Say Howdy to a New Internship

Dec. 10, 2013


Taking home the top prize at the 2013 McGuire New Venture Competition and Showcase was a turning point for Team Howdy. All year they had considered launching after graduation, but that win sealed the deal for three of the team members. 

“After winning first place at the year-end competition, we said, ‘wow, if we don’t do this, we’re going to regret it,’” said Elizabeth Lansdale, co-founder and CEO. 

Launched in August, Howdy is an online marketplace for internship and entry-level job guides. Lansdale launched the startup along with co-founders Jonathan Rave, CFO, and Samuel Zarifi, COO. The fourth McGuire Program team member, Isaac Gealer, got a job in New York City and the team bought him out, but “we still have an awesome relationship and he still owns a portion of the company so we keep him up to date,” Lansdale said. 

The remaining trio was faced with some tough questions early on. Two team members were from Arizona, but a third was from the east coast. They considered moving to a new location to launch the company, but after reflecting on the time and expense involved in deciding on a location, finding an office and finally moving, they decided to delay a move in favor of concentrating on launching the business. 

They work remotely using Google Hangouts and Google Business Apps where they keep up with weekly goals and hold weekly meetings. This arrangement keeps them organized and has had some surprising benefits, Lansdale said. 

“We are all living at home and it’s actually working to our advantage because each of us is able to be at a university nearby and we avoid travel expenses,” said Lansdale, who is based in Scottsdale. Zarifi is in Tucson and Rave is in New Jersey. 

The startup officially launched on-the-ground operations in September at the University of Arizona, Arizona State University, New York University and University of Delaware and each co-founder is close to at least one university. They oversee students hired at those schools to work as “campus founders,” who spread the word about Howdy to the student body through career fairs, events and social media and try to attract students seeking internships as well as former interns. 

Students interested in applying for internships can go to Howdy’s website to search for internships based on company, category or location. They can preview guides before purchasing one for $7.95 or a bundle for a reduced price. The site has 170 guides available now for internships at highly desired companies such as Apple, Google, Microsoft and many more. Each guide is between seven and 13 pages in length and covers everything from interview questions and work projects to workplace environment and social life. Former interns write the guides and it behooves them to be as comprehensive and helpful as possible because they get a 20 percent commission from each sale of their guide.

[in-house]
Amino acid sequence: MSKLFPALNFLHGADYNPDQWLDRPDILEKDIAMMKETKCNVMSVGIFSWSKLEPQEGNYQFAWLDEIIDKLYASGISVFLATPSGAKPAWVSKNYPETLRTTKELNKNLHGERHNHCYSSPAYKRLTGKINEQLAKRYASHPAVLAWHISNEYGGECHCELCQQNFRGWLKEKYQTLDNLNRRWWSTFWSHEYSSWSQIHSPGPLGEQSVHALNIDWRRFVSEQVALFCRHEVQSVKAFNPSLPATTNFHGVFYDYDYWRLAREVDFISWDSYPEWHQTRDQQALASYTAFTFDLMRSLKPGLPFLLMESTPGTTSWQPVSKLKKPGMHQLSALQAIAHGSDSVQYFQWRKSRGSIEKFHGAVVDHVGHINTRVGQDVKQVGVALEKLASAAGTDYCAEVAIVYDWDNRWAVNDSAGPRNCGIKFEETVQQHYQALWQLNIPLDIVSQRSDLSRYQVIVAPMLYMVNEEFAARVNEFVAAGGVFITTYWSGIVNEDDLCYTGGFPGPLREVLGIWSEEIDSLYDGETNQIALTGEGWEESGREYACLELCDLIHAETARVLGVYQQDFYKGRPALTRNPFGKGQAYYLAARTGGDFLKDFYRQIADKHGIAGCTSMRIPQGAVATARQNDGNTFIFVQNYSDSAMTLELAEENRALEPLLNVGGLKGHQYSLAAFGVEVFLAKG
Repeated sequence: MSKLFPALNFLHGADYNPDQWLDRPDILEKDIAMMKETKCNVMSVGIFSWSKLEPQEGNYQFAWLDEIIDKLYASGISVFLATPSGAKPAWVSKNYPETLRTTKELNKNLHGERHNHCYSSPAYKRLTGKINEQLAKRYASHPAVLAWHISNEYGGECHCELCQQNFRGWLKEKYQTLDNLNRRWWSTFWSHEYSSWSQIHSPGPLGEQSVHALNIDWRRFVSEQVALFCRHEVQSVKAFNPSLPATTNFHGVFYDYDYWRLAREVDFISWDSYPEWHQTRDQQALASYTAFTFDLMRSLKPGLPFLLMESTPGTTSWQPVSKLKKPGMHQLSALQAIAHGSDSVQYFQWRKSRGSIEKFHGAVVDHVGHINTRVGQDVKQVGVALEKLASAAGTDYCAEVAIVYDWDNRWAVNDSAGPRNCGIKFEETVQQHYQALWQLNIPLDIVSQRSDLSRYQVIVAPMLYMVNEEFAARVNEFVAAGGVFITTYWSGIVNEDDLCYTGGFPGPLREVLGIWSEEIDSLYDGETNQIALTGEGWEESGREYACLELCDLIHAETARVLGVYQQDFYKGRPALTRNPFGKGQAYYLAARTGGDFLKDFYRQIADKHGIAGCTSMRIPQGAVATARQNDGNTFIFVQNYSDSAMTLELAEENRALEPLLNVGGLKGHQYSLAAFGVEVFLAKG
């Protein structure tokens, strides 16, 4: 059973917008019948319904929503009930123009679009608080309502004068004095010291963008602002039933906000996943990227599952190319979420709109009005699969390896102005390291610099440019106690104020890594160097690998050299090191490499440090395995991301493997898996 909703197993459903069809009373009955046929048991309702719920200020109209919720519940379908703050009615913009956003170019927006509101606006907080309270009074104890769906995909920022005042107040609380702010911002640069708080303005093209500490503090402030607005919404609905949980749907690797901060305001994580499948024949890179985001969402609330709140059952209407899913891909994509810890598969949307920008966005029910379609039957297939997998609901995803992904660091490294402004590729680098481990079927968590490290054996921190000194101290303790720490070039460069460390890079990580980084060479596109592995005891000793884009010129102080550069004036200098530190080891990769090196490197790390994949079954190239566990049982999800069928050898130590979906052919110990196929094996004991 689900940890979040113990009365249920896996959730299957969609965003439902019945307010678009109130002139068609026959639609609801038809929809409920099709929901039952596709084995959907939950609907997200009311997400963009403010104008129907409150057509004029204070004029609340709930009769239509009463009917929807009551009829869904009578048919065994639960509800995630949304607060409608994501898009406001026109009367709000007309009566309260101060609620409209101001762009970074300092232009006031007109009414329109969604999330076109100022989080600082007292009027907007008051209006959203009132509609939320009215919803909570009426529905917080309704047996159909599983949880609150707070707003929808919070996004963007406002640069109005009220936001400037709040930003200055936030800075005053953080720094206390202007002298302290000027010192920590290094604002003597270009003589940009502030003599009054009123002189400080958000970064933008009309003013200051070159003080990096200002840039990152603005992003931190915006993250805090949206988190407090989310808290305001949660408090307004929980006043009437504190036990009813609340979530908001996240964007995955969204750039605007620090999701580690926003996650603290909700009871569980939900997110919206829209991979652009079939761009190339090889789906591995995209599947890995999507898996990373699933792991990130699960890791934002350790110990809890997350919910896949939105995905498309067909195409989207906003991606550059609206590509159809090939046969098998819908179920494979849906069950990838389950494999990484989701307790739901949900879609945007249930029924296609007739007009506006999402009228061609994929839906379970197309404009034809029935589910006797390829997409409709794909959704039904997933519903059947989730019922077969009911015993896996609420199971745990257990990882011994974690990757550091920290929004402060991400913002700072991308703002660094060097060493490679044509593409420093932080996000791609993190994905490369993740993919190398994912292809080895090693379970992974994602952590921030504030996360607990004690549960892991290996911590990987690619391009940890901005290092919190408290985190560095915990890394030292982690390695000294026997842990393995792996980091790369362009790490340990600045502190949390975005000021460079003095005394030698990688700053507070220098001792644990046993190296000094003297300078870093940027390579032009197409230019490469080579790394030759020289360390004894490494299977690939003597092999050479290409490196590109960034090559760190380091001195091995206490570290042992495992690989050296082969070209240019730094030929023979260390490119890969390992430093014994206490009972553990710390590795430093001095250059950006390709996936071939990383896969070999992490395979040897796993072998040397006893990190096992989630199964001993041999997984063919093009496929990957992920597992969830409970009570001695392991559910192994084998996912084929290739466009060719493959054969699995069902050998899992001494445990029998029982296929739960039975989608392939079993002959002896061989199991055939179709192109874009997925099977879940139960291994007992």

Howdy already has 600 registered users and is growing quickly with the winning business model developed in the McGuire Entrepreneurship Program, but the startup is in the process of considering changing its model in order to make the internship guides free to students. They are evaluating a “give to get” model that would allow students access to all guides in exchange for sharing past internship or job information. They are also looking into allowing students to upload resumes for free (getting resume and cover letter editing advice would require a fee) and permitting employers to search resumes for a fee to fill their internship positions. 

“These changes to Howdy would be huge, which is why we’re currently doing hypothesis testing to really get a feel of what else the market needs,” Lansdale said. “We are constantly speaking with students, increasing our website conversions, and enhancing our internship guides, all to make sure we’re providing a valuable product… We have to think big everyday.” 

Most students only have three summers before they graduate, which isn’t a lot of time, Lansdale said, and they want to be sure the summer internships they take will result in relevant skills. Howdy tries to serve that need by allowing students to read honest reviews from past interns, get tips to better prepare for interviews and determine in advance if an internship is a good fit. 

“Everyone knows now a days that a degree isn’t enough to land a job,” Lansdale said. “There’s a gap between academics and the workforce. Internships have become more and more crucial; they are a conduit between college and a job.” 

Meanwhile, Lansdale never seriously considered a job search of her own after graduating college. She has dreamed of becoming an entrepreneur since her senior year in high school. 

“If I hadn’t gotten into the McGuire Entrepreneurship Program I would have cried. It was everything for me,” she said. “Being in the McGuire Entrepreneurship Program made my college education. I can’t imagine where I’d be without the McGuire Program.” 

The McGuire Program teaches you things that aren’t taught in traditional classes, Lansdale said. It’s very hands-on. You learn the steps that enable you to start a business – and you learn that you’re able to do it. 

“The most surprising thing, when I reflect on everything,” she said, “is the fact that I’m only 21 and I do have my own company.”